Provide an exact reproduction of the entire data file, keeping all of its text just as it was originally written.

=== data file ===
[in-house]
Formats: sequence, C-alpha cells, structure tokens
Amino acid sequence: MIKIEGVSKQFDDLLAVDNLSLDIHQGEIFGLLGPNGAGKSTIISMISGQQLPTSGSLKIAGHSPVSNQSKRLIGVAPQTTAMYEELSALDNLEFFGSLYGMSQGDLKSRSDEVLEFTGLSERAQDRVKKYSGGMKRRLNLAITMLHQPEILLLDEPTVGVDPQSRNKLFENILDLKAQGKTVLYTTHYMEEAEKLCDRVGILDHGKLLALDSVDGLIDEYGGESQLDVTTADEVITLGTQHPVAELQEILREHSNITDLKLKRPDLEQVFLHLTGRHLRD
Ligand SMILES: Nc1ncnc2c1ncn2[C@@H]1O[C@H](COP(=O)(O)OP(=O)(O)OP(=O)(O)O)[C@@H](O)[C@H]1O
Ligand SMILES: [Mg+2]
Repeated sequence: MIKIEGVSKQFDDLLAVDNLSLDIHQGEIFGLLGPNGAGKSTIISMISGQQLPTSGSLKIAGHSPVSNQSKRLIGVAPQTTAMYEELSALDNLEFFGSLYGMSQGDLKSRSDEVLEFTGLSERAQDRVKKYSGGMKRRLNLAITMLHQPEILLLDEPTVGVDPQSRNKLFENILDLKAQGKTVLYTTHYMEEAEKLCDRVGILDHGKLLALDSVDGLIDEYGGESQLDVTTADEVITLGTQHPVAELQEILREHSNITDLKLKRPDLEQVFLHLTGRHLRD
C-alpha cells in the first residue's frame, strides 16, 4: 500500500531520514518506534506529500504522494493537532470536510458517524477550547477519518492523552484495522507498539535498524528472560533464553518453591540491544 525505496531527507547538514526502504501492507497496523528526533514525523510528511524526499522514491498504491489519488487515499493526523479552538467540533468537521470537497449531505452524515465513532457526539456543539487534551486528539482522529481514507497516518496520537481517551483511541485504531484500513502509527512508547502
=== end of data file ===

[in-house]
Formats: sequence, C-alpha cells, structure tokens
Amino acid sequence: MIKIEGVSKQFDDLLAVDNLSLDIHQGEIFGLLGPNGAGKSTIISMISGQQLPTSGSLKIAGHSPVSNQSKRLIGVAPQTTAMYEELSALDNLEFFGSLYGMSQGDLKSRSDEVLEFTGLSERAQDRVKKYSGGMKRRLNLAITMLHQPEILLLDEPTVGVDPQSRNKLFENILDLKAQGKTVLYTTHYMEEAEKLCDRVGILDHGKLLALDSVDGLIDEYGGESQLDVTTADEVITLGTQHPVAELQEILREHSNITDLKLKRPDLEQVFLHLTGRHLRD
Ligand SMILES: Nc1ncnc2c1ncn2[C@@H]1O[C@H](COP(=O)(O)OP(=O)(O)OP(=O)(O)O)[C@@H](O)[C@H]1O
Ligand SMILES: [Mg+2]
Repeated sequence: MIKIEGVSKQFDDLLAVDNLSLDIHQGEIFGLLGPNGAGKSTIISMISGQQLPTSGSLKIAGHSPVSNQSKRLIGVAPQTTAMYEELSALDNLEFFGSLYGMSQGDLKSRSDEVLEFTGLSERAQDRVKKYSGGMKRRLNLAITMLHQPEILLLDEPTVGVDPQSRNKLFENILDLKAQGKTVLYTTHYMEEAEKLCDRVGILDHGKLLALDSVDGLIDEYGGESQLDVTTADEVITLGTQHPVAELQEILREHSNITDLKLKRPDLEQVFLHLTGRHLRD
C-alpha cells in the first residue's frame, strides 16, 4: 500500500531520514518506534506529500504522494493537532470536510458517524477550547477519518492523552484495522507498539535498524528472560533464553518453591540491544 525505496531527507547538514526502504501492507497496523528526533514525523510528511524526499522514491498504491489519488487515499493526523479552538467540533468537521470537497449531505452524515465513532457526539456543539487534551486528539482522529481514507497516518496520537481517551483511541485504531484500513502509527512508547502